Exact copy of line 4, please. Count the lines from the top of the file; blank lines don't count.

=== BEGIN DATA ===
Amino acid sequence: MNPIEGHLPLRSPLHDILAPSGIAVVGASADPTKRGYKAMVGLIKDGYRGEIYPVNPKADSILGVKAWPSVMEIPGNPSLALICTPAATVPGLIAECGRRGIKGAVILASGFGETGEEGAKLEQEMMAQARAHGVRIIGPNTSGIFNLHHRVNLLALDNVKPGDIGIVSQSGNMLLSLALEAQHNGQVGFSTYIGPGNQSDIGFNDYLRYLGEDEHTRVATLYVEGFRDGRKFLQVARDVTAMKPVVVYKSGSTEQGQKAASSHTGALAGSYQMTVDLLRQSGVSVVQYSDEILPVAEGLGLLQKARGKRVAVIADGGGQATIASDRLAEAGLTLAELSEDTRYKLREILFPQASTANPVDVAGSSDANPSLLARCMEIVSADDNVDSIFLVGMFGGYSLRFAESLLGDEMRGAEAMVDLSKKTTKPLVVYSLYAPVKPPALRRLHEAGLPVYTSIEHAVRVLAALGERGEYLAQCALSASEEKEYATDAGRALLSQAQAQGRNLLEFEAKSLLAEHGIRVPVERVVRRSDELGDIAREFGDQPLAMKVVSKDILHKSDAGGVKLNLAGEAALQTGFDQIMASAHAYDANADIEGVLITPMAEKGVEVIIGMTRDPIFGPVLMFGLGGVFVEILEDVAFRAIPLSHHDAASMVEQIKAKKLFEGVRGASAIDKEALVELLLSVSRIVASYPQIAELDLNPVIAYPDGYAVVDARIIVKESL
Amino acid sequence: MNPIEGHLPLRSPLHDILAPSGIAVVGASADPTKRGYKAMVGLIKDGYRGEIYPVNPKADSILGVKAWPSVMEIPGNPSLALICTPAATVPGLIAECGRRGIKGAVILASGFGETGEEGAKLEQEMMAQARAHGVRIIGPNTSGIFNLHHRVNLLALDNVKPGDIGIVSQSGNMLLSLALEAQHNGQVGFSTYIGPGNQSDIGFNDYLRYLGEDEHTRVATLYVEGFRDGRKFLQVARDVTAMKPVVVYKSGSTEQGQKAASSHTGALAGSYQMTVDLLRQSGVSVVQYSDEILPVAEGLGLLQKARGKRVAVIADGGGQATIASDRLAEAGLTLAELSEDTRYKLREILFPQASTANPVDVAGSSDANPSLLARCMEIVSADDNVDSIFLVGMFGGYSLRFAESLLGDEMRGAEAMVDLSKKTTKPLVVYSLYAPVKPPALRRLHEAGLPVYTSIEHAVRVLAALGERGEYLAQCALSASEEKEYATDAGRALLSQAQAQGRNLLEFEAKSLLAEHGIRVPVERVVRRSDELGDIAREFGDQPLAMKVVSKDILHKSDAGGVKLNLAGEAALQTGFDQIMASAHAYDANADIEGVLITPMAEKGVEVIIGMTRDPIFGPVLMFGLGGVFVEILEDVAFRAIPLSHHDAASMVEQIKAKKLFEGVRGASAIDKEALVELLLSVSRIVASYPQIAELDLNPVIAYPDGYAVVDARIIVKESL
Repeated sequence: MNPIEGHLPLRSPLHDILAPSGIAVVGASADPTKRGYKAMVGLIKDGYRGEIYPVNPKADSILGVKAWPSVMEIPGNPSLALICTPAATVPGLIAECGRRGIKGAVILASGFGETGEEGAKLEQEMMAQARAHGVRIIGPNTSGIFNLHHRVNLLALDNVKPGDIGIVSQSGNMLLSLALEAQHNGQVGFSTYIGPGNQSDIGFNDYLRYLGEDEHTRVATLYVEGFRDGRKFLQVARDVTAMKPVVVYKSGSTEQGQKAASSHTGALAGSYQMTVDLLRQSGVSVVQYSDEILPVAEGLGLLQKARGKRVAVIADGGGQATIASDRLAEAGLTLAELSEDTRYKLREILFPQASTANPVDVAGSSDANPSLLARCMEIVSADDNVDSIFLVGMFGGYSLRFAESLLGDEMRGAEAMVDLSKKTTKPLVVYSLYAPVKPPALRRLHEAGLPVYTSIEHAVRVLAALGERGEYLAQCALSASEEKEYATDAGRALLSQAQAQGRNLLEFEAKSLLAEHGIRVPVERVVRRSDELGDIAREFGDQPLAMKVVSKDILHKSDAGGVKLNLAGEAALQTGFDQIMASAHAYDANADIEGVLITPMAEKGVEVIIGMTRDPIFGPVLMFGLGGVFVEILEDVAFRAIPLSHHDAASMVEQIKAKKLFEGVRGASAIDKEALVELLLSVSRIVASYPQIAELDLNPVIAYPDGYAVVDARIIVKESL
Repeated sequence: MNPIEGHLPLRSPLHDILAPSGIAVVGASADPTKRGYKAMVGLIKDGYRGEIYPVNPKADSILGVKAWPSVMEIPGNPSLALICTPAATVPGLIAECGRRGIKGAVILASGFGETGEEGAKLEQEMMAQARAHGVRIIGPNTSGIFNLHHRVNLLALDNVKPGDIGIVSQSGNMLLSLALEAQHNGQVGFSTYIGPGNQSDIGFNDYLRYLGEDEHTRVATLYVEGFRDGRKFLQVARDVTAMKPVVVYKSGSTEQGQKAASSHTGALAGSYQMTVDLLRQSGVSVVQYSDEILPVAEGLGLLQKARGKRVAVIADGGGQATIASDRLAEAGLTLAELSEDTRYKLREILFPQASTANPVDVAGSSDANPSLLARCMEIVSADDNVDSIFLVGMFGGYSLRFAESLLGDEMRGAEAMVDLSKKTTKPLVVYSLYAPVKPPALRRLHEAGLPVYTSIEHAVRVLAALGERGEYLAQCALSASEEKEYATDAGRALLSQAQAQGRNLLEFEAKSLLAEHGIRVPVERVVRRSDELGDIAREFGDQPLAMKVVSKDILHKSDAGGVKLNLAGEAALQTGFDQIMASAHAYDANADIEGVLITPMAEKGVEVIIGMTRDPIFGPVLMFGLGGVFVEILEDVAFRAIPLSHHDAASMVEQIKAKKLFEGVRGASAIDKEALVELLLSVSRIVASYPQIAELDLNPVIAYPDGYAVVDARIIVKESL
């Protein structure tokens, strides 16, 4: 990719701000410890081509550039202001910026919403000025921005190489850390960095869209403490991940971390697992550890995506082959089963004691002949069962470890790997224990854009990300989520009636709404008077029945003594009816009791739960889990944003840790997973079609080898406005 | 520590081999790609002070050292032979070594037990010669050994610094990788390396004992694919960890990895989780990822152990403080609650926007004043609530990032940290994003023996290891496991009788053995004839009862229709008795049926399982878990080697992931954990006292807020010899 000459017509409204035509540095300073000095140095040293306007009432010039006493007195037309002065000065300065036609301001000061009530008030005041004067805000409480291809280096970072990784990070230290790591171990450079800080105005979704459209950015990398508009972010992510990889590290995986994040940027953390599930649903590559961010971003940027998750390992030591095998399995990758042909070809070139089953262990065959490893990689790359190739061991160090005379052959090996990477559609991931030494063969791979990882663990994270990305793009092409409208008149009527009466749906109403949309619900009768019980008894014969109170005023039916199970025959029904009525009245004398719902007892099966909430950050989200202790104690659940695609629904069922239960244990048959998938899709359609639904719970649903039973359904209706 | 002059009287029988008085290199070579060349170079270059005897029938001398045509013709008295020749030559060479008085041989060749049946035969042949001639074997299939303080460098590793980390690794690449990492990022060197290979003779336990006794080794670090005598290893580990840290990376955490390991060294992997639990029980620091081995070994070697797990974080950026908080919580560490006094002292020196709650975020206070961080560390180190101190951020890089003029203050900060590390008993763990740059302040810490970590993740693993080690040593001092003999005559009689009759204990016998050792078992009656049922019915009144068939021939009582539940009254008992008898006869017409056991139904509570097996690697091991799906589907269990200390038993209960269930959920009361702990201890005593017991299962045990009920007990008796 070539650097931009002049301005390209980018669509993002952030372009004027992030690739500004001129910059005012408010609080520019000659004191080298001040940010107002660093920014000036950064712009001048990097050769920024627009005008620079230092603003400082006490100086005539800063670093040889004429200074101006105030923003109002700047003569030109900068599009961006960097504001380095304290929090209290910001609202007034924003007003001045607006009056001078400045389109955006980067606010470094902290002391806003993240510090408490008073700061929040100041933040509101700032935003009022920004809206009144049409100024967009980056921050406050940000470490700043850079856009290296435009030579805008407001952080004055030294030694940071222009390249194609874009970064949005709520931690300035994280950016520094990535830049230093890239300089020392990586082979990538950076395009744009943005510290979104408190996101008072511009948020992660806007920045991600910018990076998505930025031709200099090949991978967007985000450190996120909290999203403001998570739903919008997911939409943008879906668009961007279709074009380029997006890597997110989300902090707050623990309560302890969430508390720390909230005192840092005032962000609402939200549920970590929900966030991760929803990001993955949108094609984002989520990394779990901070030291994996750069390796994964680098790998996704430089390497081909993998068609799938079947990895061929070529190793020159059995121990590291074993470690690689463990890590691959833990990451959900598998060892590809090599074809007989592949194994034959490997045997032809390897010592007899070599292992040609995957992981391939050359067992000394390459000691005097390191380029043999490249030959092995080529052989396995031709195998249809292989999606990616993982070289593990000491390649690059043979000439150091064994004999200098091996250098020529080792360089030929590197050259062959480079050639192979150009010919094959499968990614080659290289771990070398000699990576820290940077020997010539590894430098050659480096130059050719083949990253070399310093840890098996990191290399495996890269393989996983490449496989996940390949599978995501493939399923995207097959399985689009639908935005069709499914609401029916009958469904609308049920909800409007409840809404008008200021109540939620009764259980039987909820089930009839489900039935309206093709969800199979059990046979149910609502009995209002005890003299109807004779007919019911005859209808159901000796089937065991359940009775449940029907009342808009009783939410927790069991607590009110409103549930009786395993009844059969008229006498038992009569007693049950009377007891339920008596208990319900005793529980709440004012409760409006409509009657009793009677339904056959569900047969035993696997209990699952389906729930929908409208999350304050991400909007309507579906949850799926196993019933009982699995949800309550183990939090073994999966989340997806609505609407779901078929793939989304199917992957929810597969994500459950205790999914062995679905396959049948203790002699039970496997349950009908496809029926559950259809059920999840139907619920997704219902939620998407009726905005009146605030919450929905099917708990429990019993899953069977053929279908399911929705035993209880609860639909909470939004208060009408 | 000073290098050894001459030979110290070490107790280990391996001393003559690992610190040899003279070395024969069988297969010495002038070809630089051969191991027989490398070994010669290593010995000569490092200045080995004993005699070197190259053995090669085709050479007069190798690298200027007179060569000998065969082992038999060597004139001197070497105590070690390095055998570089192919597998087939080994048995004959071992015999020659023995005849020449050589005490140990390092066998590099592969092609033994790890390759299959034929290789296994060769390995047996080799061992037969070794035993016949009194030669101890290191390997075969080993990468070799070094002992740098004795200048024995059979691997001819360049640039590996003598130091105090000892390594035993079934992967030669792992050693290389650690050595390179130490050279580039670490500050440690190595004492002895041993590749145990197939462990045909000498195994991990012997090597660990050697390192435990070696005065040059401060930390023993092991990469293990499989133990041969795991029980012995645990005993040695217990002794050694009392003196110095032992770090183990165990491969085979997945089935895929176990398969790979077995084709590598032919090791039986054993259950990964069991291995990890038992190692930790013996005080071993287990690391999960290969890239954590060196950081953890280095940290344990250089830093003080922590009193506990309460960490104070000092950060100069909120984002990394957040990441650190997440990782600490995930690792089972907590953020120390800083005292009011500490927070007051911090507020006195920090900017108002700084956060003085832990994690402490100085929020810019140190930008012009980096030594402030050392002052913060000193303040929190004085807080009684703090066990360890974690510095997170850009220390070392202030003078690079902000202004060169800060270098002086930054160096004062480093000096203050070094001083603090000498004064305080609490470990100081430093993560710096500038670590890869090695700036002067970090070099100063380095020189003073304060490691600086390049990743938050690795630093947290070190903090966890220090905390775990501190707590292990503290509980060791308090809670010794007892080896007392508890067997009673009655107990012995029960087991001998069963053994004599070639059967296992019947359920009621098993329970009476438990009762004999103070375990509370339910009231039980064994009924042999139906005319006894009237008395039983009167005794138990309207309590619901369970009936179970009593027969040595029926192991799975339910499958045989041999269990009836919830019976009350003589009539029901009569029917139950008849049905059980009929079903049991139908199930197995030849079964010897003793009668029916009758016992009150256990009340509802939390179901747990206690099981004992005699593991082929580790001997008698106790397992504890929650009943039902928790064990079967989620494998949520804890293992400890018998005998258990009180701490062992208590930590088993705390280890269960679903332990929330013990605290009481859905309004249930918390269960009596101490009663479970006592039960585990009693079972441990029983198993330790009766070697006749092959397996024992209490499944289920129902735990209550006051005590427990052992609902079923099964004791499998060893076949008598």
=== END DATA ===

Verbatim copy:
Repeated sequence: MNPIEGHLPLRSPLHDILAPSGIAVVGASADPTKRGYKAMVGLIKDGYRGEIYPVNPKADSILGVKAWPSVMEIPGNPSLALICTPAATVPGLIAECGRRGIKGAVILASGFGETGEEGAKLEQEMMAQARAHGVRIIGPNTSGIFNLHHRVNLLALDNVKPGDIGIVSQSGNMLLSLALEAQHNGQVGFSTYIGPGNQSDIGFNDYLRYLGEDEHTRVATLYVEGFRDGRKFLQVARDVTAMKPVVVYKSGSTEQGQKAASSHTGALAGSYQMTVDLLRQSGVSVVQYSDEILPVAEGLGLLQKARGKRVAVIADGGGQATIASDRLAEAGLTLAELSEDTRYKLREILFPQASTANPVDVAGSSDANPSLLARCMEIVSADDNVDSIFLVGMFGGYSLRFAESLLGDEMRGAEAMVDLSKKTTKPLVVYSLYAPVKPPALRRLHEAGLPVYTSIEHAVRVLAALGERGEYLAQCALSASEEKEYATDAGRALLSQAQAQGRNLLEFEAKSLLAEHGIRVPVERVVRRSDELGDIAREFGDQPLAMKVVSKDILHKSDAGGVKLNLAGEAALQTGFDQIMASAHAYDANADIEGVLITPMAEKGVEVIIGMTRDPIFGPVLMFGLGGVFVEILEDVAFRAIPLSHHDAASMVEQIKAKKLFEGVRGASAIDKEALVELLLSVSRIVASYPQIAELDLNPVIAYPDGYAVVDARIIVKESL